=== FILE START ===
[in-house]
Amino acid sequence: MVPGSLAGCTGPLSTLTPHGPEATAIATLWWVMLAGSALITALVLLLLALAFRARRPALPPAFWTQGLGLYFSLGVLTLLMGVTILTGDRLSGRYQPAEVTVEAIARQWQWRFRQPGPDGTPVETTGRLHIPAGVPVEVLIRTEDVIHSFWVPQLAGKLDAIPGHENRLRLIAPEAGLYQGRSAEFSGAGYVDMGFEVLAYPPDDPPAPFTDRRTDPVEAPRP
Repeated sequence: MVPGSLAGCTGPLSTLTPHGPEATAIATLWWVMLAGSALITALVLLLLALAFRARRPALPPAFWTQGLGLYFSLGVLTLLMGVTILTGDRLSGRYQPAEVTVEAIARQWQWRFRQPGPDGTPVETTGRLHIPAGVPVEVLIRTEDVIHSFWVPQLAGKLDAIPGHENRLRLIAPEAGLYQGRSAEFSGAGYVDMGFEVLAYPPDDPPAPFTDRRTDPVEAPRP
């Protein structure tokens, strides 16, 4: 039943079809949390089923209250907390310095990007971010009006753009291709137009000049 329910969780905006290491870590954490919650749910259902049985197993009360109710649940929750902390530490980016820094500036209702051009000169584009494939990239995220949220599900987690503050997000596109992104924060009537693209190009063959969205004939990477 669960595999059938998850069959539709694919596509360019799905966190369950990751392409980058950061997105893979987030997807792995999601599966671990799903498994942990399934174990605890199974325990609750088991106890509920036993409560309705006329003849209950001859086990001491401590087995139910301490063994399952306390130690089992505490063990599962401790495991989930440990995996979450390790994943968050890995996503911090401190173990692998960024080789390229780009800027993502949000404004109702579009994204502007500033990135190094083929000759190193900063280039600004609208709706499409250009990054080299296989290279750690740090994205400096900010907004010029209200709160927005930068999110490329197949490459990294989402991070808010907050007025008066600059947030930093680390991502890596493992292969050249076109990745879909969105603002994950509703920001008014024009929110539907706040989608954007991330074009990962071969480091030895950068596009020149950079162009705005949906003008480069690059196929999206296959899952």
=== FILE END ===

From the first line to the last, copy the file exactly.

[in-house]
Amino acid sequence: MVPGSLAGCTGPLSTLTPHGPEATAIATLWWVMLAGSALITALVLLLLALAFRARRPALPPAFWTQGLGLYFSLGVLTLLMGVTILTGDRLSGRYQPAEVTVEAIARQWQWRFRQPGPDGTPVETTGRLHIPAGVPVEVLIRTEDVIHSFWVPQLAGKLDAIPGHENRLRLIAPEAGLYQGRSAEFSGAGYVDMGFEVLAYPPDDPPAPFTDRRTDPVEAPRP
Repeated sequence: MVPGSLAGCTGPLSTLTPHGPEATAIATLWWVMLAGSALITALVLLLLALAFRARRPALPPAFWTQGLGLYFSLGVLTLLMGVTILTGDRLSGRYQPAEVTVEAIARQWQWRFRQPGPDGTPVETTGRLHIPAGVPVEVLIRTEDVIHSFWVPQLAGKLDAIPGHENRLRLIAPEAGLYQGRSAEFSGAGYVDMGFEVLAYPPDDPPAPFTDRRTDPVEAPRP
């Protein structure tokens, strides 16, 4: 039943079809949390089923209250907390310095990007971010009006753009291709137009000049 329910969780905006290491870590954490919650749910259902049985197993009360109710649940929750902390530490980016820094500036209702051009000169584009494939990239995220949220599900987690503050997000596109992104924060009537693209190009063959969205004939990477 669960595999059938998850069959539709694919596509360019799905966190369950990751392409980058950061997105893979987030997807792995999601599966671990799903498994942990399934174990605890199974325990609750088991106890509920036993409560309705006329003849209950001859086990001491401590087995139910301490063994399952306390130690089992505490063990599962401790495991989930440990995996979450390790994943968050890995996503911090401190173990692998960024080789390229780009800027993502949000404004109702579009994204502007500033990135190094083929000759190193900063280039600004609208709706499409250009990054080299296989290279750690740090994205400096900010907004010029209200709160927005930068999110490329197949490459990294989402991070808010907050007025008066600059947030930093680390991502890596493992292969050249076109990745879909969105603002994950509703920001008014024009929110539907706040989608954007991330074009990962071969480091030895950068596009020149950079162009705005949906003008480069690059196929999206296959899952």